Reflections on Becoming a Buddhist Chaplain and Liberation-Based Livelihood

Reflections on Becoming a Buddhist Chaplain and Liberation-Based Livelihood

on Mar 20, 2012 in Livelihood+Financial Liberation | 8 comments

The author and Roshi Joan Halifax on ordination day (photo by Mitsue Nagase)

The author and Roshi Joan Halifax on ordination day (photo by Mitsue Nagase)

Last week, in a beautiful ceremony that took place at Upaya Zen Center here in Santa Fe where I live, I was ordained as a Buddhist chaplain by my longtime friend, colleague, and root teacher Roshi Joan Halifax.

This milestone marked the end point of a two-year journey in chaplaincy training but the beginning of yet another new phase of my life. A number of you have asked me to share what this means and what I plan to do with this new title.

The short answer is, I really don’t know.

The longer answer is embedded in the way I think about livelihood and what it means to create liberated work in these times in which we live.

“Buddhist chaplain” is one in a long line of identities and job titles that I’ve held over my lifetime. I’m not alone in this. On average, a U.S. worker has been in his or her current job 4.4 years, a dramatic drop from the the 1970s when it wasn’t unusual for people to have careers 15 or 20 years long. (See this article in Fast Company magazine for more on this phenomenon.)

Studies now indicate that over our lifetime, each of us will hold somewhere between 10 to 11 jobs. My particular spread goes like this, working backwards from the present:

  • Buddhist chaplain
  • Freelance writer and editor
  • Organizational consultant
  • Magazine editor
  • Communications director
  • Nonprofit Executive Director
  • Research Director
  • Anthropologist
  • Bookseller
  • Mental Health Counselor
  • Music Therapist
  • Administrative assistant
  • Alfalfa sprout picker
  • Kentucky Fried Chicken counterperson

And I’m sure I’ve forgotten a few jobs.

How in the world do I make sense out of that list? Without a big view, I could look at it and think, wow, what the hell am I doing with my life? I’m all over the map… how could I possibly leave a legacy with a mash-up like that?

When I fall into the trap of comparing myself to others whom I perceive as having more stability and focus, I feel that I’ve skimmed the surface of too many occupations, that I’ve not stayed with anything long enough to be an “expert.”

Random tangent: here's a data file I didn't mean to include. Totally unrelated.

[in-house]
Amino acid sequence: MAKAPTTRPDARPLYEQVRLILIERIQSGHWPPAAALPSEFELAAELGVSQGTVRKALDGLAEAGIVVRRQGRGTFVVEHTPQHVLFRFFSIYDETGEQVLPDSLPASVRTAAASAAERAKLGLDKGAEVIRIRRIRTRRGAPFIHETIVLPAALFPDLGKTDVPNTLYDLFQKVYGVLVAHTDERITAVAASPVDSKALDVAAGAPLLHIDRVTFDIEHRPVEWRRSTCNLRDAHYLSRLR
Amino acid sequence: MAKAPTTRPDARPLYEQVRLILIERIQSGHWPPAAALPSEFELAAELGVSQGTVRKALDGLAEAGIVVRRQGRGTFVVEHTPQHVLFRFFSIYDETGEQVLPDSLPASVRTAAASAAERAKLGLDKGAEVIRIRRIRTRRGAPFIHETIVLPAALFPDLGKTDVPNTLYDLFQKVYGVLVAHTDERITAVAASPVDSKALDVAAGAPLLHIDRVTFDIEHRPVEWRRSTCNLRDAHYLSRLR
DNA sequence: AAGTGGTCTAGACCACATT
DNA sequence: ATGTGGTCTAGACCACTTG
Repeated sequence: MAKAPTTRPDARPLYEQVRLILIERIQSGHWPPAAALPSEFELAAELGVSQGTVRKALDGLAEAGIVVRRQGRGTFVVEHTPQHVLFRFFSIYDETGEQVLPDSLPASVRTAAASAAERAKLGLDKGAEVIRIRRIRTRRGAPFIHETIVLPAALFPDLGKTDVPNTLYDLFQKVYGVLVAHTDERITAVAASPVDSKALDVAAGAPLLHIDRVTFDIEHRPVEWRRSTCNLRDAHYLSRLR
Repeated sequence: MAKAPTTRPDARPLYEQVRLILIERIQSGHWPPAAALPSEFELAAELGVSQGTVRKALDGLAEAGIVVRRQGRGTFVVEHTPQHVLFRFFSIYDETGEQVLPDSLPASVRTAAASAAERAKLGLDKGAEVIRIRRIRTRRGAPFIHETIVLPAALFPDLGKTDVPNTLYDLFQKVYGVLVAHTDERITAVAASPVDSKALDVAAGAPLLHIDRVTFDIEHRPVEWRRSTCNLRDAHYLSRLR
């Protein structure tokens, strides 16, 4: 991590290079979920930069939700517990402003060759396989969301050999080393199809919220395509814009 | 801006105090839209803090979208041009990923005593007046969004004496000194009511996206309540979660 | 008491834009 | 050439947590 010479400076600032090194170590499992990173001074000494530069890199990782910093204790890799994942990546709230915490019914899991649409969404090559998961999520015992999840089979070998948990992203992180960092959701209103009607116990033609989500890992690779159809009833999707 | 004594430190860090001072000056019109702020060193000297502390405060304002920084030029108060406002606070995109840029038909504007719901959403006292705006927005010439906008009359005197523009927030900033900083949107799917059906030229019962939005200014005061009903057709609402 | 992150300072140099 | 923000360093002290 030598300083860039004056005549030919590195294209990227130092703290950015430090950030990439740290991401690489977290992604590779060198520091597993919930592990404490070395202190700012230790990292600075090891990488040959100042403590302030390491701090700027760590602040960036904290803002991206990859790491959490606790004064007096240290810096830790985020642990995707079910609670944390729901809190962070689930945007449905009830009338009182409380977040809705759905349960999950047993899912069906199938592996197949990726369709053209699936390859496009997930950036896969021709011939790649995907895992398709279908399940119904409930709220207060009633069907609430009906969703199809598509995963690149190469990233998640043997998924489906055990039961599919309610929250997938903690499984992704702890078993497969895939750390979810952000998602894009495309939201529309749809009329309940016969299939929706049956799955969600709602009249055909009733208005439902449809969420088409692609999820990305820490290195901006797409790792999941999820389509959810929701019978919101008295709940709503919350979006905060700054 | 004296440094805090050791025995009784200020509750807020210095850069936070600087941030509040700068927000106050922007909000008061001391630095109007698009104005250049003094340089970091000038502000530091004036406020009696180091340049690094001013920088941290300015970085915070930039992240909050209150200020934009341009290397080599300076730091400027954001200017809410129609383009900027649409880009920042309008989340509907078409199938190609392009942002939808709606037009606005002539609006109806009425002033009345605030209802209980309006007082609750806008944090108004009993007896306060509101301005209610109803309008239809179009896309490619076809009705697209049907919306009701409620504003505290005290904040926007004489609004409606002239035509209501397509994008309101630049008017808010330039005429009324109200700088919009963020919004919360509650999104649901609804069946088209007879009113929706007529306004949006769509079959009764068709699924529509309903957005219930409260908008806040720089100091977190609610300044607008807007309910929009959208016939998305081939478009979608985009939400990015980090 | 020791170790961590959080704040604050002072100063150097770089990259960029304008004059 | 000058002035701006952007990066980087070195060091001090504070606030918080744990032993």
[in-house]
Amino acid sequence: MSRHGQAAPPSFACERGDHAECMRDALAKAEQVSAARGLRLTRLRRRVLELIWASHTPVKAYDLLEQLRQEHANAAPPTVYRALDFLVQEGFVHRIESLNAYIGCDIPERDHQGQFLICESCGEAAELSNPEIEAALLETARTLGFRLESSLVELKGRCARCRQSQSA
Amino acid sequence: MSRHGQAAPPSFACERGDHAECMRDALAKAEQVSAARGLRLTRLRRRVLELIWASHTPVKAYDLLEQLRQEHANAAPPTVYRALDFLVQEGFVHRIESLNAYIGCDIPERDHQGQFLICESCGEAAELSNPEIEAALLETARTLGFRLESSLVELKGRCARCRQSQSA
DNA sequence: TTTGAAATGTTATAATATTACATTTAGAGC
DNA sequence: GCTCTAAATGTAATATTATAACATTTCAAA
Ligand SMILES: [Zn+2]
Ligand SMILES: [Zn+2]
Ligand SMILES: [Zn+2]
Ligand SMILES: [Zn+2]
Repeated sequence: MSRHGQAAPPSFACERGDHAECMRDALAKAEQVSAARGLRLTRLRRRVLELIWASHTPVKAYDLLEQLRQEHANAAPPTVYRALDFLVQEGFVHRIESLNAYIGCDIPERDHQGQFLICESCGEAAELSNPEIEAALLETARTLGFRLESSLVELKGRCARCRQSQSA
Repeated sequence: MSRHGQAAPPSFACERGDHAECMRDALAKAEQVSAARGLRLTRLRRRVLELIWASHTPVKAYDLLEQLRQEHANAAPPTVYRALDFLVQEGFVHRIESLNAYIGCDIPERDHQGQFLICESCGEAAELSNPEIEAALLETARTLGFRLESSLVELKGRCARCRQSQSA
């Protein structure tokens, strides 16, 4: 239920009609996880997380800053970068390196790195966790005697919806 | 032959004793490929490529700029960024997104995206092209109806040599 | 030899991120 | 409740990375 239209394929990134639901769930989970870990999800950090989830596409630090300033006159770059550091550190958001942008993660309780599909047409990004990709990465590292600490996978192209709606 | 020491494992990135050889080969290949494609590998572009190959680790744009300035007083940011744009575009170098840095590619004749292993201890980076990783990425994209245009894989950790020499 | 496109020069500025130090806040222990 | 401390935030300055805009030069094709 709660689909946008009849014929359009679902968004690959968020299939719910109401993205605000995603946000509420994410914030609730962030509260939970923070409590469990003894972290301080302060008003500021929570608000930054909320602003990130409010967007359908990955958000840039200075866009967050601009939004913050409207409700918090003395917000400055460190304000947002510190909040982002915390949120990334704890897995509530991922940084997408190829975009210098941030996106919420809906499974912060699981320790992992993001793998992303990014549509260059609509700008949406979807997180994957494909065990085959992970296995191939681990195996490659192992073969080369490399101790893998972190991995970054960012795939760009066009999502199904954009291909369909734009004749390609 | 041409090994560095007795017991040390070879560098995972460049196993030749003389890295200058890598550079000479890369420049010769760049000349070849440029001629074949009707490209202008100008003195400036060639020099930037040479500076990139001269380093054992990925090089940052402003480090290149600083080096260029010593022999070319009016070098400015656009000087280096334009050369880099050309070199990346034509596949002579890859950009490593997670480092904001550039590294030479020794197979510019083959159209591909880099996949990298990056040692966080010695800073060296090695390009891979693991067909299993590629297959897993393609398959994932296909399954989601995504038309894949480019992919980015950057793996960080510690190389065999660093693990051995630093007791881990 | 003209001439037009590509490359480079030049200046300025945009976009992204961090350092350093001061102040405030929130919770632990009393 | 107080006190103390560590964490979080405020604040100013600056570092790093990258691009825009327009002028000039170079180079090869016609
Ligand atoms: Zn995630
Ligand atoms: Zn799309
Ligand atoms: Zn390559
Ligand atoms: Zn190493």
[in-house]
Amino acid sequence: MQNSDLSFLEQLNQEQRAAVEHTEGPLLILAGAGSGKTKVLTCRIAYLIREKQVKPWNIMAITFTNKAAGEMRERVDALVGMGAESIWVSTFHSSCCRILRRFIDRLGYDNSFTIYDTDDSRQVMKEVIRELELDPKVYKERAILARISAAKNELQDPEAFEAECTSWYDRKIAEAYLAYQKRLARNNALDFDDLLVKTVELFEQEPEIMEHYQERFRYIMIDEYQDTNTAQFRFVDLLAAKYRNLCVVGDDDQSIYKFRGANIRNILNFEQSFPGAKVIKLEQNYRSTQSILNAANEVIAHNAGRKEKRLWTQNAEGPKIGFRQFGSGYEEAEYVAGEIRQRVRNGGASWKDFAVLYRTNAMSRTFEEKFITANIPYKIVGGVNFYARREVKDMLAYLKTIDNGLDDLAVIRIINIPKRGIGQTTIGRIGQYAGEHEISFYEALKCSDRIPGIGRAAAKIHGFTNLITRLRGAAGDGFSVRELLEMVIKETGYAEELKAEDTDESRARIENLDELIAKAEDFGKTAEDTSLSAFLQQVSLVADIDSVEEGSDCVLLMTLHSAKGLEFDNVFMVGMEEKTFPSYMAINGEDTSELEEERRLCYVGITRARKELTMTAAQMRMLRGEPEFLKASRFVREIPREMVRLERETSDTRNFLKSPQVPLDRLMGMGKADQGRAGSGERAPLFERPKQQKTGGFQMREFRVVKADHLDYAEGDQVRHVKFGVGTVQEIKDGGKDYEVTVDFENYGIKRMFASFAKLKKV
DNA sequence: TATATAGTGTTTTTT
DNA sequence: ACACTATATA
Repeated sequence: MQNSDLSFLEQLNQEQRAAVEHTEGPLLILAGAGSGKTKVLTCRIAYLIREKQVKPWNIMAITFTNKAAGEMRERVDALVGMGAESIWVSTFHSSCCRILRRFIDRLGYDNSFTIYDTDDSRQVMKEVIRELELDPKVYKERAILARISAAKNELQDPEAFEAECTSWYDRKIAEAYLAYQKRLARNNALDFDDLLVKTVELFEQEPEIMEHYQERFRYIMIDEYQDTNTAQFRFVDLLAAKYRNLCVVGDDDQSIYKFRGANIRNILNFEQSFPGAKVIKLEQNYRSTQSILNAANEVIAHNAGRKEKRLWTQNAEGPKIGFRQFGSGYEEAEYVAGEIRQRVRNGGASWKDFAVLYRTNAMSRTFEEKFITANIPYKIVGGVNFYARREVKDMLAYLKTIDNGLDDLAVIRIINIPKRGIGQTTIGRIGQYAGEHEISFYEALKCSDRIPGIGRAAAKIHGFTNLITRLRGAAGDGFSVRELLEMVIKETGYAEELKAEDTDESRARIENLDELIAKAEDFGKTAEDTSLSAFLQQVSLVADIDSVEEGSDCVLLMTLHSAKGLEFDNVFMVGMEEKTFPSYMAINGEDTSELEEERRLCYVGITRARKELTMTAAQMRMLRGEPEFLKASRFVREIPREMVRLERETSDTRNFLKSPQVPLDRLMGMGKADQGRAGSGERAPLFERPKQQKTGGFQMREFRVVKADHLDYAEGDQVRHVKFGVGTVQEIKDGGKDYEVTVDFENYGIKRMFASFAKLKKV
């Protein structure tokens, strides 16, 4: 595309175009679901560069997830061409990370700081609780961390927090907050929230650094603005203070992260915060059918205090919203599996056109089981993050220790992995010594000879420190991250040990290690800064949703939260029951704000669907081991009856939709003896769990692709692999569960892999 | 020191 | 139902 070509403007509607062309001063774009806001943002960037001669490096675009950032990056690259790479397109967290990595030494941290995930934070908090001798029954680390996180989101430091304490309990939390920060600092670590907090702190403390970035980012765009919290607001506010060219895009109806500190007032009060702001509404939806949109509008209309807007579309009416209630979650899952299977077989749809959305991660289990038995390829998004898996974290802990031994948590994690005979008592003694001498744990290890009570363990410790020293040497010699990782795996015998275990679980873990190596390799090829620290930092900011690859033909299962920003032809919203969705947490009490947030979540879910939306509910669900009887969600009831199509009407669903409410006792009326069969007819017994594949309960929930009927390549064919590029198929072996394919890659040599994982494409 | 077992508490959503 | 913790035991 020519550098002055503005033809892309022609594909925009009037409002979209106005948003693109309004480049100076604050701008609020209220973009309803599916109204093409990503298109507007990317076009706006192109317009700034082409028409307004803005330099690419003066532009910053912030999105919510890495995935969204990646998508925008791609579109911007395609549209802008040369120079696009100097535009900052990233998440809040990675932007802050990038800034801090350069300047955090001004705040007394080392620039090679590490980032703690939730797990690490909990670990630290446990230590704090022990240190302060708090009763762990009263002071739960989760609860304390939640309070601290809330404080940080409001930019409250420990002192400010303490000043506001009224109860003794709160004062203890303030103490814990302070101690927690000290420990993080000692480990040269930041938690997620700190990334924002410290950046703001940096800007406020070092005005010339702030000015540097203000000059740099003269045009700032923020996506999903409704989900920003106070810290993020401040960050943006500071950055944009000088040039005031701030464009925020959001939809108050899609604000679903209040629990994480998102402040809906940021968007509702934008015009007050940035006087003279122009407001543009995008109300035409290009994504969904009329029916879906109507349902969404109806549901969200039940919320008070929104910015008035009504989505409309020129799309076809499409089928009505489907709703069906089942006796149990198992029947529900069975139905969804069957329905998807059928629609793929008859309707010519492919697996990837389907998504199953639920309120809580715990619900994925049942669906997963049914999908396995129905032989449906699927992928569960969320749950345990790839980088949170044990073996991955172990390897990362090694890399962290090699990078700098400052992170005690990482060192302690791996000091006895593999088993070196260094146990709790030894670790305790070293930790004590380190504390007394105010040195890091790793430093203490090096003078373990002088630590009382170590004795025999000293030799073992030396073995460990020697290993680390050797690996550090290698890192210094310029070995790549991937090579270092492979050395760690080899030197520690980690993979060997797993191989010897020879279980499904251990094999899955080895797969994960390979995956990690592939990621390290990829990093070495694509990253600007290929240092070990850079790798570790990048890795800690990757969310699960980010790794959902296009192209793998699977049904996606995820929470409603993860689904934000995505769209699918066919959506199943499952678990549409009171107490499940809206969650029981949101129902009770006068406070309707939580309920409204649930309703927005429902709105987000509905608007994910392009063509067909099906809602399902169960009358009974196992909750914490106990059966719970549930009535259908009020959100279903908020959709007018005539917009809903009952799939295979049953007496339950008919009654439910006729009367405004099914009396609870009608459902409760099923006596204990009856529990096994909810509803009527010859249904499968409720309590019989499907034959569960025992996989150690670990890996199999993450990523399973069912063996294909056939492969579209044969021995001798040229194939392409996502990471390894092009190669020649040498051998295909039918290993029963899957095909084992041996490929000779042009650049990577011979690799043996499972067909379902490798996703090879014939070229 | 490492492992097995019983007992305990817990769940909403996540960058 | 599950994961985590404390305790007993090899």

A more positive way to frame this is what fellow blogger Emilie Wapnick calls being a “multi-potentialite.” And I like what Fast Company says about creating careers in the 21st century – it’s less about the job title and more about the life mission that we’ve discerned for ourselves.

The myriad jobs that I have had are all really manifestations of one thing – a deep desire to help people discover and connect. (Though I’m not sure how the alfalfa sprout job would fit…)

It took me a long time to unearth that intention. Only in the last few years have I been conscious of it and tried to craft my work in alignment with that intention. Before that, my career trajectory was hit or miss. A good clue that there was a ‘miss’ was when I found myself in jobs that held no passion for me and felt adrift in my life.

This latest title, Buddhist chaplain, is a bit of a mystery to me—in a good way.

My Buddhist path has been precious to me for almost 20 years now. And I’ve long had a desire to be of service (though it’s taken a long time to sort that out from unhealthy co-dependency).

So two years ago when I had the opportunity to take the Upaya Buddhist Chaplaincy Program, I felt it would help me to deepen my understanding of both streams – dharma and service.

I didn’t have a goal to find a job as a Buddhist chaplain at the end of the training and I still don’t. Rather, I see it as a vehicle for continuing to express that core intention: helping people to discover and connect. In this case, it means helping people to discover the resilience and spark that is deep inside of them, and supporting them to connect with others who will see and value them for who they truly are. I try to do that in all my work, whether I’m editing an article for someone or guiding an organization through a change process.  I feel that this blog is a creative expression of that intention as well. So in a way, I get to show up as a Buddhist chaplain right here on the Liberated Life Project.